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December 12, 2012
For a Safeint
This post grows from the "Re: OT (partially): about promotion of 
integers" thread.


>What you (and anyone else) *can* do, today, is write a SafeInt 
>struct that acts just like an int, but checks for overflow. It's 
>very doable (one exists for C++). Write it, use it, and prove 
>its worth. Then you'll have a far better case. Write a good one, 
>and we'll consider it for Phobos.<

There are some issues to be faced (and solved) before the 
creation of a Safeint implemented in library D code:


1) A Safeint (or SafeInt) should be usable in code written to use 
ints, unints, shorts, ubytes, and so on, as much as possible. 
This means I think code like this should be supported (this is a 
mix of D language design issue, and DMD implementation bugs):

alias safeint = SafeInt!(int.min, int.max);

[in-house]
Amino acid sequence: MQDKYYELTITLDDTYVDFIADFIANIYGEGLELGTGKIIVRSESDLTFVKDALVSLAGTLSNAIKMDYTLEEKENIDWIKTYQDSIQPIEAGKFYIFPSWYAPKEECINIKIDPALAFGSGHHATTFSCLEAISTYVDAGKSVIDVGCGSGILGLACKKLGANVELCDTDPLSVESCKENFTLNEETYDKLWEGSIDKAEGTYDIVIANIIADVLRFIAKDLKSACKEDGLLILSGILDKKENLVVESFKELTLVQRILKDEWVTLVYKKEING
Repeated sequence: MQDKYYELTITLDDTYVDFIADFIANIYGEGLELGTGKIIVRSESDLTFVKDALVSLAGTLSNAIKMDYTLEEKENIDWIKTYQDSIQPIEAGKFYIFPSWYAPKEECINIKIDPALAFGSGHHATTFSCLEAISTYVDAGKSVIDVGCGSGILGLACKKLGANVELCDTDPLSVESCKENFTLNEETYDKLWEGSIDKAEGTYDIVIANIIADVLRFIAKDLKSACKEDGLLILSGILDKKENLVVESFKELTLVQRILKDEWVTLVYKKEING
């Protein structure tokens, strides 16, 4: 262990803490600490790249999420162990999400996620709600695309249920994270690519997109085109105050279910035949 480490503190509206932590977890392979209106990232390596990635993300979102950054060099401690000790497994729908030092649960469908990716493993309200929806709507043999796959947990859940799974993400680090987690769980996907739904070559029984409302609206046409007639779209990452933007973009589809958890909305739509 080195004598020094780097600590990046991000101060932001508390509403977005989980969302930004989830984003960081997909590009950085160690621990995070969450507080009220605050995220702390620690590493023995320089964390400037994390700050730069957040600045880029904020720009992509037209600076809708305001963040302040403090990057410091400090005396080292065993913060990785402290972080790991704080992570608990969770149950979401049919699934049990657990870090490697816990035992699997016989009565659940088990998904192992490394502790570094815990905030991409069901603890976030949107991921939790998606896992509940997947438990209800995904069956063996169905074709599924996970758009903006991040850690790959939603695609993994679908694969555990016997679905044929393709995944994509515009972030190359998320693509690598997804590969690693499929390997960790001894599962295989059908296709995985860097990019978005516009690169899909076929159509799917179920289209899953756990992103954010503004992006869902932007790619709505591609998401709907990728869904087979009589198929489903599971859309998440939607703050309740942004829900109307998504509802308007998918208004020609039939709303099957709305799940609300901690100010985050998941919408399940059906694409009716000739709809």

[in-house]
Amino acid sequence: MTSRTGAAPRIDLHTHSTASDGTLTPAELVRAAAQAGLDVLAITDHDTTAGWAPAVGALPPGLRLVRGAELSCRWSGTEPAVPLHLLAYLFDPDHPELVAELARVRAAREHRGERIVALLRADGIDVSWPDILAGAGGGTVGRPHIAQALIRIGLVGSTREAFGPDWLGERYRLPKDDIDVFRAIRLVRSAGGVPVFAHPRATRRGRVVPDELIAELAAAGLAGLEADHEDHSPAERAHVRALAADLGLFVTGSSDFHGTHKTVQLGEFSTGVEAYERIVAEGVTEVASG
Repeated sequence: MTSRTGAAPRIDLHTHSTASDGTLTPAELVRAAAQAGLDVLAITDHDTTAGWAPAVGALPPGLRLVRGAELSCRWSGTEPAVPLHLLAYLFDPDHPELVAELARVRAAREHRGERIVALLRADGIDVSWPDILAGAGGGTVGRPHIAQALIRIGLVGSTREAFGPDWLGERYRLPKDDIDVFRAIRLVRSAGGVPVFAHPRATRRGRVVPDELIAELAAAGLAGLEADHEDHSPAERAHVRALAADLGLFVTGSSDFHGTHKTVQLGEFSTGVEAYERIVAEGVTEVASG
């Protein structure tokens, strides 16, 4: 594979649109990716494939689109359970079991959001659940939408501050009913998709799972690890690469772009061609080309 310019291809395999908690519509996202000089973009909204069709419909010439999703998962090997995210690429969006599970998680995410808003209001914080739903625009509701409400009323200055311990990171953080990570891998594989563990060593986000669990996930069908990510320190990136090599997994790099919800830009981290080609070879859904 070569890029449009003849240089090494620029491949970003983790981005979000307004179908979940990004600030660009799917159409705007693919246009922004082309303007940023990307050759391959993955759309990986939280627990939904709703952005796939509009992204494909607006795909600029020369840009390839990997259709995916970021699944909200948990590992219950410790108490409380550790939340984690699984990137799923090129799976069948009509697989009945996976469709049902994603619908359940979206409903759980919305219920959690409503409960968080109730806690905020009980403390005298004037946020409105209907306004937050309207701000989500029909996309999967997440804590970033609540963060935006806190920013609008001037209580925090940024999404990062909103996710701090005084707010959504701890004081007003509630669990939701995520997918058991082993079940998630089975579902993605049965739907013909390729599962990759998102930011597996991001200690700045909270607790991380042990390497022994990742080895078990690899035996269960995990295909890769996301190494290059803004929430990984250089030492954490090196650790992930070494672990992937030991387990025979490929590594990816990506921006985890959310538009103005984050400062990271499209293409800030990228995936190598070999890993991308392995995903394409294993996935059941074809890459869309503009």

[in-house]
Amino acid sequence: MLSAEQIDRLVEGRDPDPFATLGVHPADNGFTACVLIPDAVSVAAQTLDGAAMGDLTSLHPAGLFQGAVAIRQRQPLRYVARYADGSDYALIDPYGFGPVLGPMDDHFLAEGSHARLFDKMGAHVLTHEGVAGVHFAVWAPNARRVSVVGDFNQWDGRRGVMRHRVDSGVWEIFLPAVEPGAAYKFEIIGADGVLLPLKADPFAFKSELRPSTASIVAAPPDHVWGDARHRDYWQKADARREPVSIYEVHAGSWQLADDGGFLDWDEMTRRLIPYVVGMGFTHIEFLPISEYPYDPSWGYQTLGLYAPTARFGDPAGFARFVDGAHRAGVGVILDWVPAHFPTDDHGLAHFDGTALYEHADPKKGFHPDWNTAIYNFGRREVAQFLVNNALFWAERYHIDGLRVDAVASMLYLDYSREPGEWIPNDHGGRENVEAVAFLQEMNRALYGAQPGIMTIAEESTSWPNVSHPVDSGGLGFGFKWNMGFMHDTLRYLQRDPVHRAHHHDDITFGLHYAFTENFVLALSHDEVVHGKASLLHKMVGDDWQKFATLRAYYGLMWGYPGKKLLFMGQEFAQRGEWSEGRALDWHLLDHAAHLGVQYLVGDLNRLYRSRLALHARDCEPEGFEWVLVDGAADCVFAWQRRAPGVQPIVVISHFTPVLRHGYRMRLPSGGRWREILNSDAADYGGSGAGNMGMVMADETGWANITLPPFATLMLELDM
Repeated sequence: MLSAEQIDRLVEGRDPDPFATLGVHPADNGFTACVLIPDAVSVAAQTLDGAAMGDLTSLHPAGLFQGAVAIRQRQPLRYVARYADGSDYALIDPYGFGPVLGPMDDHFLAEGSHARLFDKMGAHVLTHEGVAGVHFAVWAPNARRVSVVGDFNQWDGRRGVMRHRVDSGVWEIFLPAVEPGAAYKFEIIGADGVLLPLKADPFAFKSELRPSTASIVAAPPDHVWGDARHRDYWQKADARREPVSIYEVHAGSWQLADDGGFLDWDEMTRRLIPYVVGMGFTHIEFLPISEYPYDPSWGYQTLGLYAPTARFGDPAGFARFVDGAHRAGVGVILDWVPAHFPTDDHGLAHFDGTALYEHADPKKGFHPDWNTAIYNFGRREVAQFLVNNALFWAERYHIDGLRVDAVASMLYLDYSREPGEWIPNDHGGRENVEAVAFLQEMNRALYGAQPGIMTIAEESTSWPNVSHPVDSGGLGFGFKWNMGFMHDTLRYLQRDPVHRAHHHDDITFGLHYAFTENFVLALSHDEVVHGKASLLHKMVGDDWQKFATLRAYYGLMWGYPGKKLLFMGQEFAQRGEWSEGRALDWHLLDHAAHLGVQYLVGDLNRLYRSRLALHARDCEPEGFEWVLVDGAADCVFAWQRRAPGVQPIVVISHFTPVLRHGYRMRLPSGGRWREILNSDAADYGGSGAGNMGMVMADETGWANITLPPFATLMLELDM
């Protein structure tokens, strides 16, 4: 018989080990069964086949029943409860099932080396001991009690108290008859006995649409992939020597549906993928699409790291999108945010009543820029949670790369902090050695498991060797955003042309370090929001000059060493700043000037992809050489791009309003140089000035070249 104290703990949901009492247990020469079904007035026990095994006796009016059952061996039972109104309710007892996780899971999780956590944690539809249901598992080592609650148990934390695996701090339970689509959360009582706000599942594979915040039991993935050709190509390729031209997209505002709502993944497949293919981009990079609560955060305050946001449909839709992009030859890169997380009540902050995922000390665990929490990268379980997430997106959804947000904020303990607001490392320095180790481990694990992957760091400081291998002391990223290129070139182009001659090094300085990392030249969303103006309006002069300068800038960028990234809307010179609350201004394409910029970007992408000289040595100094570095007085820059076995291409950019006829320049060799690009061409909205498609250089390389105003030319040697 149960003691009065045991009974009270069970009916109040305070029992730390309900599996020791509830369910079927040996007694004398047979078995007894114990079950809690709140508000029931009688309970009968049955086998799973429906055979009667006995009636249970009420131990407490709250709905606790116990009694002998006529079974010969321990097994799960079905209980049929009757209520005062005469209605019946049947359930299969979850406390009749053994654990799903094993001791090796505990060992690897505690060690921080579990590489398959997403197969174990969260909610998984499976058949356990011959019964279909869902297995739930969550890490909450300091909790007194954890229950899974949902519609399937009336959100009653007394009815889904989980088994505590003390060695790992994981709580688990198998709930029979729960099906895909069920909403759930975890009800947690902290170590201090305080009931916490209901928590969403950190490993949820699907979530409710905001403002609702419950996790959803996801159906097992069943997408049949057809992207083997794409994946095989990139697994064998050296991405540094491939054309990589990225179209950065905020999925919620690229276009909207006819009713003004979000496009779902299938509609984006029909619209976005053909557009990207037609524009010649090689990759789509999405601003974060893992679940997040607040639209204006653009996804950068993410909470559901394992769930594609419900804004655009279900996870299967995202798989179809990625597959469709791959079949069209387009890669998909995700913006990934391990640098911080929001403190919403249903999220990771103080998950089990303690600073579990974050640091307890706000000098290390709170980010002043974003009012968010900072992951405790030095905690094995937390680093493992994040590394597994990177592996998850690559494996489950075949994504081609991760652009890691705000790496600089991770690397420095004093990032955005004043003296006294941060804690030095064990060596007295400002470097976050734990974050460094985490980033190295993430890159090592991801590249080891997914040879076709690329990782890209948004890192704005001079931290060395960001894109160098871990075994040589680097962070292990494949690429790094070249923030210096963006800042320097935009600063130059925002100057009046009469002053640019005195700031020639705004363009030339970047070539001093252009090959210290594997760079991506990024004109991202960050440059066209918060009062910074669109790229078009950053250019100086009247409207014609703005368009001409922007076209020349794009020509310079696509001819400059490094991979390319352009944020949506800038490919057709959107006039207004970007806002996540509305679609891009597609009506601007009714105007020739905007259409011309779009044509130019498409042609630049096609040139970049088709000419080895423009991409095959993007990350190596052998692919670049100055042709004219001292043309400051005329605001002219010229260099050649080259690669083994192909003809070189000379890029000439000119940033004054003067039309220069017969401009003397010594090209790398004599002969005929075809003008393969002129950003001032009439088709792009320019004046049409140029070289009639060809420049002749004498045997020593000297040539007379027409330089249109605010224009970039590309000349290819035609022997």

struct Foo {
    safeint x;
    void bar() { x++; }
safeint[10] a;
a[] = 1;
safeint i = 5;
foreach (j; 0 .. i) {}
safeint z = true;
safeint y;
i = y = 5;
safeint[] a2 = [1, 2, 3];
safeint[safeint] a3 = [1:1, 2:2, 3:3];

Another problem:

Later, once safeints are implemented, some library support will 
be useful:

safeint[10] a;
safeint i = 5;
writeln("%10d", a[i]);
auto r = iota(i);
auto s = to!string(i, 5);


2) Safeints should be efficient, this means to access the CPU 
overflow flags they need to contain both asm and a fallback D 
implementation. But to be efficient DMD has to inline those 
functions in both cases. (LDC is sometimes able to inline 
functions that contain asm.)


3) How do you tell the D front-end that a Safeint should support 
the normal algebraic simplifications supported by built-in ints? 
I have suggested a not enforceable attribute to tell the D 
compiler such user defined structs support such proprieties and 


4) How do you perform compile-time expression range-analysis on 
safeInts too? So code like this doesn't compile:

safeint x = long.max; // Compile-time error.
alias safeubyte = SafeInt!(ubyte.min, ubyte.max);
ubyte y = 50;
safeubyte z = y + 230;


In the end is it harder to implement all this for a 
library-defined struct, or it's simpler to just add a safeint to 
the D language? (The library defined solution allows those 
improvements to be used for other future user-defined types).

December 12, 2012
Re: For a Safeint
In the meantime in another thread Walter has given some answers:

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